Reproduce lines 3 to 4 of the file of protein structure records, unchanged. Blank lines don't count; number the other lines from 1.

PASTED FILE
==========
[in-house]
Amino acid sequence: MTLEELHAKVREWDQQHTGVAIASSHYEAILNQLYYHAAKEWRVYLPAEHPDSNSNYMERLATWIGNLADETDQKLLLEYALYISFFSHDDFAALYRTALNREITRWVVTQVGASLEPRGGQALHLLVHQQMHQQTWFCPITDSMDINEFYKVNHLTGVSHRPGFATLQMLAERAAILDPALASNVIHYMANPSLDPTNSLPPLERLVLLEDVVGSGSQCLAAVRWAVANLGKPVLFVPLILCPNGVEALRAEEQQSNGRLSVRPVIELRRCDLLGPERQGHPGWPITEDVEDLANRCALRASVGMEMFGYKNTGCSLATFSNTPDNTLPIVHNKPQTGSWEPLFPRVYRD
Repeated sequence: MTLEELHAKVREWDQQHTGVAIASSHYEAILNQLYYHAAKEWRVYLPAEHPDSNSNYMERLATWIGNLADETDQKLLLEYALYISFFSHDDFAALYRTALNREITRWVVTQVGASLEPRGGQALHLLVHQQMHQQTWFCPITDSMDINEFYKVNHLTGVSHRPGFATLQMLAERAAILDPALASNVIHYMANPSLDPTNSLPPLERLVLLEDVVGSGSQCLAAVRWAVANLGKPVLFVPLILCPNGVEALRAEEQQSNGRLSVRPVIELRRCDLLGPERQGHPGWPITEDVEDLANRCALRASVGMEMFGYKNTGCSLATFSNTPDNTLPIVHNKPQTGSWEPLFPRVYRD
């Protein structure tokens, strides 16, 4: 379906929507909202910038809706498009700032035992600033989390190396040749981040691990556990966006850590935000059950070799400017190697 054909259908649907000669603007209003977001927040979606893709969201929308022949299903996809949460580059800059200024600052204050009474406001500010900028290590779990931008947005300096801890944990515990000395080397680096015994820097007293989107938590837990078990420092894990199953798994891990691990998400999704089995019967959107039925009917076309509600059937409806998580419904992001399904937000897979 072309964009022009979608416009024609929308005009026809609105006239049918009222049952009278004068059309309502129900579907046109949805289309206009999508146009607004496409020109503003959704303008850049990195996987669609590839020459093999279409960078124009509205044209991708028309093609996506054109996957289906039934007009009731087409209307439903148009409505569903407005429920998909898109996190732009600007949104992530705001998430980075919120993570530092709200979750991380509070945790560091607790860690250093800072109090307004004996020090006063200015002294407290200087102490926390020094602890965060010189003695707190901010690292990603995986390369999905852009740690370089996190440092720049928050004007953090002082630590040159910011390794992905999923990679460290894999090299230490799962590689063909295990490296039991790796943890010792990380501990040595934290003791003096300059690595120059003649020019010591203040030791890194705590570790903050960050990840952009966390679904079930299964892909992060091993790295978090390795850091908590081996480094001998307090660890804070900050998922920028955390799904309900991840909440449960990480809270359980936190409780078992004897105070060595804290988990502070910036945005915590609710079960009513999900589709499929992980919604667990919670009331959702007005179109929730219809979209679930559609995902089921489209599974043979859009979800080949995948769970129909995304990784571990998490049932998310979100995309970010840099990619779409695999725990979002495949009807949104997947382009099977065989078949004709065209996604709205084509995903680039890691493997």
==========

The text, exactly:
Repeated sequence: MTLEELHAKVREWDQQHTGVAIASSHYEAILNQLYYHAAKEWRVYLPAEHPDSNSNYMERLATWIGNLADETDQKLLLEYALYISFFSHDDFAALYRTALNREITRWVVTQVGASLEPRGGQALHLLVHQQMHQQTWFCPITDSMDINEFYKVNHLTGVSHRPGFATLQMLAERAAILDPALASNVIHYMANPSLDPTNSLPPLERLVLLEDVVGSGSQCLAAVRWAVANLGKPVLFVPLILCPNGVEALRAEEQQSNGRLSVRPVIELRRCDLLGPERQGHPGWPITEDVEDLANRCALRASVGMEMFGYKNTGCSLATFSNTPDNTLPIVHNKPQTGSWEPLFPRVYRD
């Protein structure tokens, strides 16, 4: 379906929507909202910038809706498009700032035992600033989390190396040749981040691990556990966006850590935000059950070799400017190697 054909259908649907000669603007209003977001927040979606893709969201929308022949299903996809949460580059800059200024600052204050009474406001500010900028290590779990931008947005300096801890944990515990000395080397680096015994820097007293989107938590837990078990420092894990199953798994891990691990998400999704089995019967959107039925009917076309509600059937409806998580419904992001399904937000897979 072309964009022009979608416009024609929308005009026809609105006239049918009222049952009278004068059309309502129900579907046109949805289309206009999508146009607004496409020109503003959704303008850049990195996987669609590839020459093999279409960078124009509205044209991708028309093609996506054109996957289906039934007009009731087409209307439903148009409505569903407005429920998909898109996190732009600007949104992530705001998430980075919120993570530092709200979750991380509070945790560091607790860690250093800072109090307004004996020090006063200015002294407290200087102490926390020094602890965060010189003695707190901010690292990603995986390369999905852009740690370089996190440092720049928050004007953090002082630590040159910011390794992905999923990679460290894999090299230490799962590689063909295990490296039991790796943890010792990380501990040595934290003791003096300059690595120059003649020019010591203040030791890194705590570790903050960050990840952009966390679904079930299964892909992060091993790295978090390795850091908590081996480094001998307090660890804070900050998922920028955390799904309900991840909440449960990480809270359980936190409780078992004897105070060595804290988990502070910036945005915590609710079960009513999900589709499929992980919604667990919670009331959702007005179109929730219809979209679930559609995902089921489209599974043979859009979800080949995948769970129909995304990784571990998490049932998310979100995309970010840099990619779409695999725990979002495949009807949104997947382009099977065989078949004709065209996604709205084509995903680039890691493997």